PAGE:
“ Address: Vodnikov Trg 5 „
In the almost nine years I have been visiting Ljubljana, the restaurant scene of Slovenia's capital city has changed immensely and even amidst the economic woes, which have hit Slovenia worse than many of its neighbours, new restaurants - some of them at the top end of the scale - have continued to open with some frequency.
'Valentin' was recommended to us by an ex-pat living in the city; we didn't decide to go there until about 9.00pm on a Saturday night at the beginning of February, at which time Ljubljana was being hit by heavy snow, the watery kind that settles as slush and finds a way into your boots no matter how well you think you'd Scotchguard-ed them. An hour before I'd Googled the name and found out that bookings are recommended for evening dining at weekends but we decided to take a chance anyway thinking that the terrible weather might have put people off.
The restaurant is named after Valentin Vodnik, the Slovene poet and priest who is commemorated with a statue close to the restauarant on the square that also bears his name (Vodnikov trg). The restaurant is situated just opposite the central market, that wonderful colonnaded Plecnik designed building that stands on the southern bank of the Ljubljanica, just beside the Triple Bridge, the very heart of the city. There's a side door that leads to the restaurant, but we entered through the front door which takes you first through a fresh fish shop and delicatessen, and then into the restaurant proper.
Our first impression of the interior was very positive; it's a pleasing mixture of old and new with old brick vaulting that appears to have been sand blasted to clean it up, and low hanging copper lamps that give a nautical feel to the place. An old bread oven built into the bricks (I think genuinely old) has either been retained, or else brought in, though I'm not sure whether it's still used today. A few well chosen contemporary prints add to the fishy theme without losing another of the contemporary stylishness.
Only a few tables were occupied so we were able to immediately install ourselves at an empty one without waiting for the waiter to come to attend to us. The waiter was busy at another table but acknowledged us and came over as soon as he was done. In Slovenia waiting staff work incredibly hard: only the very biggest, busiest places have more than one member of waiting staff and you will absolutely never see a waiter or waitress twiddling his or her thumbs. Ours was charming, a young Serbian moved to Slovenia who was delighted to hear how much we loved his home city, Belgrade.
I was a little shocked by the prices at first; you can expect to pay a premium in any capital city but I was still surprised how much some of these dishes were. However, the menu is arranged in a rather incoherent way and a closer look revealed that the prices range from very reasonable to pretty hefty. Valentin is a specialist fish restaurant, not a restaurant that focuses on fish but offers a few non-fish dishes; the menu includes simply cooked fillets of fish and whole fish, through soups and stews and salads, to shellfish of all shapes and sizes.
We skipped starters due to the lateness of the hour and ordered only mains. A fish stew with polenta for me and fillet of sea bream with roasted potatoes for Himself. At less than Euro10 for my dish I was a little concerned that it might be a small portion but my fears proved unfounded; this delicious hearty stew came in a deep bowl and had two slices of rich buttery polenta sitting on top of it. All the fish and sea food was beautifully cooked; there was salmon fillet, a couple of kinds of white fish, crevettes, squid and mussels in their shells. It was very like a Provencal bouillabaisse with the tomatoes and garlic, but without that aniseed hint that comes from the addition of pastis to the French dish. I couldn't fault this dish in any way.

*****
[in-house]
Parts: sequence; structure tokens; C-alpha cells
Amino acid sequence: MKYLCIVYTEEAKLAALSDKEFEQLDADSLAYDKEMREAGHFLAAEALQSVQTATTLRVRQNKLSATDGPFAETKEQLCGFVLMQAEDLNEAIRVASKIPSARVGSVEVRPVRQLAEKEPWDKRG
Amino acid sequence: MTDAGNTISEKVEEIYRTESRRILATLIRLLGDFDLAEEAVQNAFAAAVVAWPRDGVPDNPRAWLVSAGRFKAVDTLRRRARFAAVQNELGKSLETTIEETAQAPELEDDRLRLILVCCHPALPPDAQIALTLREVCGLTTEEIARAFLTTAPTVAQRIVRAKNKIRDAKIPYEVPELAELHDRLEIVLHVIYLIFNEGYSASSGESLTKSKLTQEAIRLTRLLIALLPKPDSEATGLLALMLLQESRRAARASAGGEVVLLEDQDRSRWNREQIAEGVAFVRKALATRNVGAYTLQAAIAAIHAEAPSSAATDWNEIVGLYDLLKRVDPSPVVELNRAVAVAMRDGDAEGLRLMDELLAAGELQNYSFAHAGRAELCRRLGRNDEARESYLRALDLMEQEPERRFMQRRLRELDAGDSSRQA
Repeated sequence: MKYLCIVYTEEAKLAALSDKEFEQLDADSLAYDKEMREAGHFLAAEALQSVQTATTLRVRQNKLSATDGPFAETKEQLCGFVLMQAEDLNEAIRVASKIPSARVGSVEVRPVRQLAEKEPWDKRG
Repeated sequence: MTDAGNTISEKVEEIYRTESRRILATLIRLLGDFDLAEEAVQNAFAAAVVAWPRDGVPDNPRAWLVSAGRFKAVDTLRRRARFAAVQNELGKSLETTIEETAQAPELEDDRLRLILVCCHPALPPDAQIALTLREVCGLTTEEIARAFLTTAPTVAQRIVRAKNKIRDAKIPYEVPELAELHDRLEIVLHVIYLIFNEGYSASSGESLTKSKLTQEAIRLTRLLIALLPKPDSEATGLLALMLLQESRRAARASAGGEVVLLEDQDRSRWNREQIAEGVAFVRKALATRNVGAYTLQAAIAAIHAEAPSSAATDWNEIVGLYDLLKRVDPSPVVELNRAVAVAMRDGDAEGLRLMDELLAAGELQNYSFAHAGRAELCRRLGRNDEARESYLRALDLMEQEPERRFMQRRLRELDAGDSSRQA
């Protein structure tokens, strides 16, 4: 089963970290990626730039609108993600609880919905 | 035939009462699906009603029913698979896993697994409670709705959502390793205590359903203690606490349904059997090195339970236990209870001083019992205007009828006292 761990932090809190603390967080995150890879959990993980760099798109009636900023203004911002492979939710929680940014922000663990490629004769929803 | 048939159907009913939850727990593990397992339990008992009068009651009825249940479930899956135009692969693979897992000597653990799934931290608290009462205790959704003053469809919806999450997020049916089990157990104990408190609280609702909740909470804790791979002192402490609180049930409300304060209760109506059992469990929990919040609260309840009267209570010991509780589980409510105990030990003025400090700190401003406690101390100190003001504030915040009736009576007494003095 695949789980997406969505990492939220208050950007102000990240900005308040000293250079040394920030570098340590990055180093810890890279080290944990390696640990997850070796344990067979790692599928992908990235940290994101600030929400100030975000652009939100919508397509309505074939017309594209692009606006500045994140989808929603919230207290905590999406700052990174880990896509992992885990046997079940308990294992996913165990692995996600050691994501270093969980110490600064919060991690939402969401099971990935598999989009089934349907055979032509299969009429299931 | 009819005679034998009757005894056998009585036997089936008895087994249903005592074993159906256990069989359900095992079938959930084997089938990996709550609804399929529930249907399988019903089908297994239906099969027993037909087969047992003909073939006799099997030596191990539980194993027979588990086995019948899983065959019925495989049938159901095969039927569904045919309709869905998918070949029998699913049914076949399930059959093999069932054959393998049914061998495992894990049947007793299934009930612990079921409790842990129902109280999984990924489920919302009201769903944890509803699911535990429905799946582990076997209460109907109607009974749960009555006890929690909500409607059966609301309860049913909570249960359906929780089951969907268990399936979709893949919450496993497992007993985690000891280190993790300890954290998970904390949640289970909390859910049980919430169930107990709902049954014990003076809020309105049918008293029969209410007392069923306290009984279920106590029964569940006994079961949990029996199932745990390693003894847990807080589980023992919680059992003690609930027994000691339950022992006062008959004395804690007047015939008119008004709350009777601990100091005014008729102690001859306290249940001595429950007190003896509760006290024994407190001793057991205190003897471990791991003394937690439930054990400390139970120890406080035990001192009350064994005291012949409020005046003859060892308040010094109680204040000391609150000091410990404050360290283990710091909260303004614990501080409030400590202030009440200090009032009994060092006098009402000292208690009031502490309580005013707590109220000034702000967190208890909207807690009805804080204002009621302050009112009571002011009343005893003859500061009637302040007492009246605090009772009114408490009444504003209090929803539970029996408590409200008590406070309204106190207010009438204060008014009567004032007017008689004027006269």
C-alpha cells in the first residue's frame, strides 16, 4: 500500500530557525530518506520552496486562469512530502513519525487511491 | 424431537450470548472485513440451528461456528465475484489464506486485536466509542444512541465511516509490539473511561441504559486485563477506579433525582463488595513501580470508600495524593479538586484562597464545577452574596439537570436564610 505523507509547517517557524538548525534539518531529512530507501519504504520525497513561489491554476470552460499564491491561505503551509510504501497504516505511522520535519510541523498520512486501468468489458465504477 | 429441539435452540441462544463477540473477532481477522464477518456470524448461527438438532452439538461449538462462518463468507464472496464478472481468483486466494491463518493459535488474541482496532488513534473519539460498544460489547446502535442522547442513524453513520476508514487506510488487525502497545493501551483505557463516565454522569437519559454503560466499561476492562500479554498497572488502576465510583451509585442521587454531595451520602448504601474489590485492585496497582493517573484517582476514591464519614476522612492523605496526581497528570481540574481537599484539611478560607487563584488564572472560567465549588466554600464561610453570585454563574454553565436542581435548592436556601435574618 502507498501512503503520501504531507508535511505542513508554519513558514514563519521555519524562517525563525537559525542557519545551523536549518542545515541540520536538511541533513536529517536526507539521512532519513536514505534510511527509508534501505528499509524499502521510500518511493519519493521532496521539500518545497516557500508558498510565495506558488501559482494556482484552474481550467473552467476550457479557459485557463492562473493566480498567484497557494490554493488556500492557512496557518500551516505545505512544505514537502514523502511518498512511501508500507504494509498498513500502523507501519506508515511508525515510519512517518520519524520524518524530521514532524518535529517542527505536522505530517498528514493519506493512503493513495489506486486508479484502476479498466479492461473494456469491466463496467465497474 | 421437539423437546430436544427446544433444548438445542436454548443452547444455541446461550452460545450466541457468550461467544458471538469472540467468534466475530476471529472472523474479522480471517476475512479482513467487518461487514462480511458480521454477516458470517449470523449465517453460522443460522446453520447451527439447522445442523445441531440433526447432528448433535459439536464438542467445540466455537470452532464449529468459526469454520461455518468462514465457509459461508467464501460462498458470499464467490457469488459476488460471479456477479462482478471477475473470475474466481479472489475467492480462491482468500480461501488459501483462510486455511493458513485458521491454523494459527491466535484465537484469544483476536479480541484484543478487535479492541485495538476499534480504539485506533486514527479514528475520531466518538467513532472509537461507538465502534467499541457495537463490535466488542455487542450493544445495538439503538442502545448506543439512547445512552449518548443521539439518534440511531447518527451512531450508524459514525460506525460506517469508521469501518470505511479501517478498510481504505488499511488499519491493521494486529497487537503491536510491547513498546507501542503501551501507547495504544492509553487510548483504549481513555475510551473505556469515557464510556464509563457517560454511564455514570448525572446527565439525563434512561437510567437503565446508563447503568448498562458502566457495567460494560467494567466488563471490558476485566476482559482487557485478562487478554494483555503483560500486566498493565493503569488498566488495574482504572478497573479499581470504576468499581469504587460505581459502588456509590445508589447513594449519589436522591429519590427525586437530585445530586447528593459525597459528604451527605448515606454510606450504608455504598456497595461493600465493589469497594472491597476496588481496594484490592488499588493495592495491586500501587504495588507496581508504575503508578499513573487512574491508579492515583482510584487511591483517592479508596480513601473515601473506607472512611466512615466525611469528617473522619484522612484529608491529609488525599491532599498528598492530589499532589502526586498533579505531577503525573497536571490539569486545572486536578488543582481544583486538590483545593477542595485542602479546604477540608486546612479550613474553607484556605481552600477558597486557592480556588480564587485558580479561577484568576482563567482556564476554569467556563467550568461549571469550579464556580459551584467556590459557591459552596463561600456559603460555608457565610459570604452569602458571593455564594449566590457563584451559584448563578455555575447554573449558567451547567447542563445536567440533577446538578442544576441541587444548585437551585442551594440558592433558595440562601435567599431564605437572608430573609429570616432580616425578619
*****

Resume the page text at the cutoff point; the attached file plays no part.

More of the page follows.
The sea bream was served very simply which was ideal because it was such a lovely piece of fish it really didn't need any enhancement. There were three decent sized fillets of fish and the firm flesh had been cooked perfectly so that it was still moist but not underdone. My only issue with this dish was that the fillet could have been trimmed a little better to remove a few small but tough little bones around the edges. The roasted potatoes were golden with crispy edges but fluffy inside. I took a few to soak up the sauce of my stew and they were just the thing to absorb the rich flavour of the stew. A small dish of freshly made parsely and garlic salsa came with the fish. I strongly suggest that couples make sure they both eat some of this as it tends to be very heavy on the garlic.
By the time we'd finished eating we were the only diners left in the restaurant so we skipped dessert and coffee but the waiter said we need not hurry to leave. We were able to leisurely drain the bottle of excellent Croatian malvazija we'd chosen to go with our meal. Valentin has a varied little wine list that includes some excellent sparkling Slovenian wines, but I'm a fan of malvazija and will just as happily order a Croatian malvazija as a Slovenian one.
Two mains and a bottle of excellent wine came in at exactly Euro40 which I think is reasonable considering that this is quality dining in a capital city. Assuming that all of your party like fish or seafood, Valentin would be a great venue for a special occasion but a special lunchtime menu also makes it perfect for a bargain lunch.
Vodnikov Trg 5
Opening hours: 10:00-22:00, Sun 12:00-22:00